At the end of July, summer farmers market season is in full swing and this week I was overjoyed to find loads of redcurrants there. I saw them and made them mine immediately. These are berries of which I have very fond memories. In my grandma´s garden in the Northern part of Germany, where I spent all my summer vacations, there were a lot of redcurrant bushes. And year after year, they provided a magnificent yield of delightfully tart, intensely flavored and gloriously colored redcurrants. Back then, there never seemed to be any question about us not being able to eat as many as we could manage.
The usual answer when I come across an abundance of redcurrants, is to get them home, give them a thorough rinse under cold water and then munch away. And there is simply nothing better than being able to stash away a few jars of homemade redcurrant jelly for when the weather gets colder and we yearn for those tastes of summer. And I love to serve them alongside my deep dark chocolate cookies or my Dutch Boeterkoek (here), their tartness offsets beautifully the indulgent sweet, buttery goodness of that traditional Dutch teatime treat.
But this time, something else was called for. What about something everyone likes, a slighty tangy, coconutty bundt cake with added redcurrants. The great thing about a bundt is that you don’t have to put in much work to end up with a fabulous looking (and tasting) cake. Just pull out one of your favorite bundt pans (or any other gugelhupf pan you might have – just beware of the capacity) prepare an easy cake batter, toss in some lovely seasonal berries or fruit of your choice, and you will end up with a wonderful teatime treat.
Redcurrants work well here in my recipe as they not only taste great when baked but also look attractive when presented on a cake plate. However, equally delicious results will no doubt be achieved with blueberries, strawberries or gooseberries when they are in season.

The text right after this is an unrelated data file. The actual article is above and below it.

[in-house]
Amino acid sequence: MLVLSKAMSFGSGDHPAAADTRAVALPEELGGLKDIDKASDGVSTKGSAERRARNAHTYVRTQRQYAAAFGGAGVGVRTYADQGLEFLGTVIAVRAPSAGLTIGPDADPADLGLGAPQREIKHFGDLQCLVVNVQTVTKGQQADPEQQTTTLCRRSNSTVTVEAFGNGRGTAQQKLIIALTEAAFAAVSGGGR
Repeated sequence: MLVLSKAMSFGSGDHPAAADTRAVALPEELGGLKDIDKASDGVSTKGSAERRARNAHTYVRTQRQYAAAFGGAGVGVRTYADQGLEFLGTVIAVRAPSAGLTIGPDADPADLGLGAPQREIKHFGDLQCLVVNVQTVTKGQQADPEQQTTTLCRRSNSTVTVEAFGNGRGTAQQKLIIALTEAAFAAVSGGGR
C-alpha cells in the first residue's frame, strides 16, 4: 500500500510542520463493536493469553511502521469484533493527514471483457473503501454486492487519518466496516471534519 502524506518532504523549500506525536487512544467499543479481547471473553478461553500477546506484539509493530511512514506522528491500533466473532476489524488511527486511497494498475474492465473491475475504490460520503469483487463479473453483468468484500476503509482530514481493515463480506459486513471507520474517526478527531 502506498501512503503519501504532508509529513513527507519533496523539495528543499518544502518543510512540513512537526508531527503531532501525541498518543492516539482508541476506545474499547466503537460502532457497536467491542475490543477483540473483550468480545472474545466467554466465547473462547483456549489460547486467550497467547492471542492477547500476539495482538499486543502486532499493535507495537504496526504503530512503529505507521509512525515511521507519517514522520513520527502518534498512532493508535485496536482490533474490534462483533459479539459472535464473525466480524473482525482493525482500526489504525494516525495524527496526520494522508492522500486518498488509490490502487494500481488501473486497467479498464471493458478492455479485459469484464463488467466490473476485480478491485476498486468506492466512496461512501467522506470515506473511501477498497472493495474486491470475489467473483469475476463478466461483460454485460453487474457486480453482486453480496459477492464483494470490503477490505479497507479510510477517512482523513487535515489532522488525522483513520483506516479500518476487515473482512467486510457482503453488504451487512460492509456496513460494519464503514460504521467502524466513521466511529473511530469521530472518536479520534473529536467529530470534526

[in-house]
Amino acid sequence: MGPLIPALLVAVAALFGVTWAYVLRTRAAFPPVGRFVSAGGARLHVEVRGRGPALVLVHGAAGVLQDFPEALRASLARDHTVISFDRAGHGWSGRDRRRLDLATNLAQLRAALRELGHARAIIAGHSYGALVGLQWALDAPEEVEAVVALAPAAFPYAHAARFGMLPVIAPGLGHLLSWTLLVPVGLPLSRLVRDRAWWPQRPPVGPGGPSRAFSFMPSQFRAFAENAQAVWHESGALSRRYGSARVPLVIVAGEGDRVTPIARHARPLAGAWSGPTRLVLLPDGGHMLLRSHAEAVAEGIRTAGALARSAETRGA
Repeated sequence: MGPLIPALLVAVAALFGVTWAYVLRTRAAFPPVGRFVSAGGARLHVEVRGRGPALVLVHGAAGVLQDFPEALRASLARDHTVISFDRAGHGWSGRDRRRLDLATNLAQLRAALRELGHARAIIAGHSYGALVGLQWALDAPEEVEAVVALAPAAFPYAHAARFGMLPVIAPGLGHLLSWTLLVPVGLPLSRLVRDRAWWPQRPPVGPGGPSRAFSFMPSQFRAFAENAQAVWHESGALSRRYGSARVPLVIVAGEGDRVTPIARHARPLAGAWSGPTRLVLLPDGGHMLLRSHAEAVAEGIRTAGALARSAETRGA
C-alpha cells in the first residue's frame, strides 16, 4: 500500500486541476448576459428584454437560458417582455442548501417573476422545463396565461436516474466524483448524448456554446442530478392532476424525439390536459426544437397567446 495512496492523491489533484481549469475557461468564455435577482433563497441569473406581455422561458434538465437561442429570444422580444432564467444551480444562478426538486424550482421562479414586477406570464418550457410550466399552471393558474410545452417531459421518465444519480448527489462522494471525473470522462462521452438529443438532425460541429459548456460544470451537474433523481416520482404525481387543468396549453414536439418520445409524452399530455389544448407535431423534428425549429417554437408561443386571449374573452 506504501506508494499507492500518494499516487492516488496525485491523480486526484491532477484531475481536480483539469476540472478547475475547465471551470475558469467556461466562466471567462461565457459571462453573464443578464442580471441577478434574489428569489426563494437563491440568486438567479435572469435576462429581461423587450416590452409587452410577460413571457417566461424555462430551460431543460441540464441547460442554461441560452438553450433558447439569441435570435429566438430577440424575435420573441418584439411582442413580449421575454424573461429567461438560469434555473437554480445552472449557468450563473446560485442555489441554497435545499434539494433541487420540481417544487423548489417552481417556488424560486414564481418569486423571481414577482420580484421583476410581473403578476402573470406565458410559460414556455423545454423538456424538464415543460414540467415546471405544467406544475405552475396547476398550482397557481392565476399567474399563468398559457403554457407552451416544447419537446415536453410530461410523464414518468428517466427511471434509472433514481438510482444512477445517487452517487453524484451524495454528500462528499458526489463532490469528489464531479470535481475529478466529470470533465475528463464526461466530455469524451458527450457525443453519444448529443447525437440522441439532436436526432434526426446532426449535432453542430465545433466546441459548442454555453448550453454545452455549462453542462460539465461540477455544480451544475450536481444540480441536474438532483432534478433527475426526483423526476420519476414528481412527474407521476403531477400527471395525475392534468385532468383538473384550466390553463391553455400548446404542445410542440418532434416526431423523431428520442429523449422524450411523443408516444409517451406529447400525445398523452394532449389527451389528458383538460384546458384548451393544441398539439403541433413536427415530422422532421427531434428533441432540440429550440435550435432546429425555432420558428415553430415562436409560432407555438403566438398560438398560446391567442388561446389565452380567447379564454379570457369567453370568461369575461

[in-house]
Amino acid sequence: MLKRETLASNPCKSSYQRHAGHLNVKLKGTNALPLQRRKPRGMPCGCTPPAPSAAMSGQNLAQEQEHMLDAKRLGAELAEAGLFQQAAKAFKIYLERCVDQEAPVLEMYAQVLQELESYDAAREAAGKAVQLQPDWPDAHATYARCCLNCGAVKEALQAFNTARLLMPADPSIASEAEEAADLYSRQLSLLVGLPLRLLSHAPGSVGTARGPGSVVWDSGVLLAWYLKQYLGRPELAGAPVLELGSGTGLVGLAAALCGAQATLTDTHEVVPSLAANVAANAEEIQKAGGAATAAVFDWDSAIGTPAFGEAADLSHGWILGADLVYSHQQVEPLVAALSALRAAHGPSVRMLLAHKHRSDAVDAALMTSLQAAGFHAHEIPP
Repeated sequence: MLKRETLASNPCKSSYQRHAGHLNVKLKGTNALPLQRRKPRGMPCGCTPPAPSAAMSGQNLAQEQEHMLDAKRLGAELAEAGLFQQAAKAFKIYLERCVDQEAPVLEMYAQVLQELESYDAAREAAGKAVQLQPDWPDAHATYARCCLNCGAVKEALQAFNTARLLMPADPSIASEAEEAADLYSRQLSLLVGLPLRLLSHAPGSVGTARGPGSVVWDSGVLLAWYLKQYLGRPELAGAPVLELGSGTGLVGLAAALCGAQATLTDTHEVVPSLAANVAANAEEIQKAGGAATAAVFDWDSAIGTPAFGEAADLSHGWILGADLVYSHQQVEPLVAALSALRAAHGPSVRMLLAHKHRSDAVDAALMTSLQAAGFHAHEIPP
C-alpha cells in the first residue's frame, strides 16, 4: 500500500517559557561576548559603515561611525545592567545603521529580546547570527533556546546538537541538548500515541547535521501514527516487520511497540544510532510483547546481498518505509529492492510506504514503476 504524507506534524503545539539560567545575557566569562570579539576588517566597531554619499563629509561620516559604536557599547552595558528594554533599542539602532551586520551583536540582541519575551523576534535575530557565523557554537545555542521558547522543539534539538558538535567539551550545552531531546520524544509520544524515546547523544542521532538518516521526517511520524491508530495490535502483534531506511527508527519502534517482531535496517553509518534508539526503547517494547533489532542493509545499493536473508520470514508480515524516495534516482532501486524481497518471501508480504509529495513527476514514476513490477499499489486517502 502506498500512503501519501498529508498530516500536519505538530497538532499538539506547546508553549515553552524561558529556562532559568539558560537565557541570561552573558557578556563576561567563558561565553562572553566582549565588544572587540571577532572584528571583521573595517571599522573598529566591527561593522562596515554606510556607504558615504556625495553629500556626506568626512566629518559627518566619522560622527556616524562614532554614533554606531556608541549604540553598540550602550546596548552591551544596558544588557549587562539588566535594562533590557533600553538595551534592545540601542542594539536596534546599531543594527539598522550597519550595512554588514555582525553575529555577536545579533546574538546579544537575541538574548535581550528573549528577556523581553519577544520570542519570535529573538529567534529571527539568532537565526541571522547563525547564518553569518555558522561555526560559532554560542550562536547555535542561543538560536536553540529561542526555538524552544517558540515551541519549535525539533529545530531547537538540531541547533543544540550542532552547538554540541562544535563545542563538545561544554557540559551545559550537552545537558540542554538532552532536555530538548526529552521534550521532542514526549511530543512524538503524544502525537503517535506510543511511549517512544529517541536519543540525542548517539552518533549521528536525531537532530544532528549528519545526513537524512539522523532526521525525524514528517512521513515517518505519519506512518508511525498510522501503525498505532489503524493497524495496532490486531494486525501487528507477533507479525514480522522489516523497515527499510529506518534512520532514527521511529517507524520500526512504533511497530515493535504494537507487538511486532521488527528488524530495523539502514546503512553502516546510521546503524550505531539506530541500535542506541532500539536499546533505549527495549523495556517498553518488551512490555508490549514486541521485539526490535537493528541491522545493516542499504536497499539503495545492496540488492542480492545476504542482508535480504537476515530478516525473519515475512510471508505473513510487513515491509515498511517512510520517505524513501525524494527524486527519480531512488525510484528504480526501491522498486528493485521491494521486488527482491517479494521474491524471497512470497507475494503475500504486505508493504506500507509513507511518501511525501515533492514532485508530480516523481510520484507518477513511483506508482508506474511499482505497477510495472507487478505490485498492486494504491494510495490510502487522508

In my version, as redcurrant flavor is a little tart, I didn’t go with an all natural jogurt but chose a lightly sweetened coconut yogurt instead. I added unsweetened shredded coconut to the batter but if you feel that your redcurrants are extra tart, feel free to sub sweetened shredded coconut to your cake batter. The result was pretty delicious. The coconut yogurt added just enough sweetness here so the bundt does not become sweet, but keeps a little kick of tartness from the redcurrants, which is something that I very much like when eating this sort of cake. Then there is a little added vanilla but you can also sub organic lemon, lime, or orange zest here which also pairs beautifully with coconut. Overall, this recipe is a wonderful combinaton of color, fragrance, flavors and lightness. Fitting for afternoon tea, picnic or even breakfast.
Coconut Yogurt Bundt with Redcurrants
(my recipe is for a 2.1 liter or 9-cup capacity bundt pan)
- 180g unsalted butter, softened
- 270g superfine (caster) baking sugar
- 3 eggs (L), free-range or organic
- the scraped seeds of ½ vanilla bean OR use 1 ½ tsps pure vanilla sugar
- 270g all purpose (plain) flour, sifted, plus some for the pan